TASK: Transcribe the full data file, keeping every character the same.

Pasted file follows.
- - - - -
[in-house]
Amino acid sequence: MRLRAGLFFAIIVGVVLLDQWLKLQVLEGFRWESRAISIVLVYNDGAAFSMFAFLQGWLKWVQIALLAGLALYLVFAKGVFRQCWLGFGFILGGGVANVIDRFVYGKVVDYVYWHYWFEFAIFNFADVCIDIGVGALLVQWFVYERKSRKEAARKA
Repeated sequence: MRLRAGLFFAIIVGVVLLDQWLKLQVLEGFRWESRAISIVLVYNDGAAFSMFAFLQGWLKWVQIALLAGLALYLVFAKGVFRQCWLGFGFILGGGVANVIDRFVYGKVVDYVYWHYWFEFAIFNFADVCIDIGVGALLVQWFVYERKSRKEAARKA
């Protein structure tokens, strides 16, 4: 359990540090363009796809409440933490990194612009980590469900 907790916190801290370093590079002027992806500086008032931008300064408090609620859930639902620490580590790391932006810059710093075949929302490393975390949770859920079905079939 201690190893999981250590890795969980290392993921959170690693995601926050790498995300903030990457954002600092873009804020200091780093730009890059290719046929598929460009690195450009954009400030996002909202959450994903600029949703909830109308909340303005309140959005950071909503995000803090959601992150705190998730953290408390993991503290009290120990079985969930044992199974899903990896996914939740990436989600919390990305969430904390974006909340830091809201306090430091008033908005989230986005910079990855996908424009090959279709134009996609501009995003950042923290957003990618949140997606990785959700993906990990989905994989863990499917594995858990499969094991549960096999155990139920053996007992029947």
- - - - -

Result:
[in-house]
Amino acid sequence: MRLRAGLFFAIIVGVVLLDQWLKLQVLEGFRWESRAISIVLVYNDGAAFSMFAFLQGWLKWVQIALLAGLALYLVFAKGVFRQCWLGFGFILGGGVANVIDRFVYGKVVDYVYWHYWFEFAIFNFADVCIDIGVGALLVQWFVYERKSRKEAARKA
Repeated sequence: MRLRAGLFFAIIVGVVLLDQWLKLQVLEGFRWESRAISIVLVYNDGAAFSMFAFLQGWLKWVQIALLAGLALYLVFAKGVFRQCWLGFGFILGGGVANVIDRFVYGKVVDYVYWHYWFEFAIFNFADVCIDIGVGALLVQWFVYERKSRKEAARKA
């Protein structure tokens, strides 16, 4: 359990540090363009796809409440933490990194612009980590469900 907790916190801290370093590079002027992806500086008032931008300064408090609620859930639902620490580590790391932006810059710093075949929302490393975390949770859920079905079939 201690190893999981250590890795969980290392993921959170690693995601926050790498995300903030990457954002600092873009804020200091780093730009890059290719046929598929460009690195450009954009400030996002909202959450994903600029949703909830109308909340303005309140959005950071909503995000803090959601992150705190998730953290408390993991503290009290120990079985969930044992199974899903990896996914939740990436989600919390990305969430904390974006909340830091809201306090430091008033908005989230986005910079990855996908424009090959279709134009996609501009995003950042923290957003990618949140997606990785959700993906990990989905994989863990499917594995858990499969094991549960096999155990139920053996007992029947």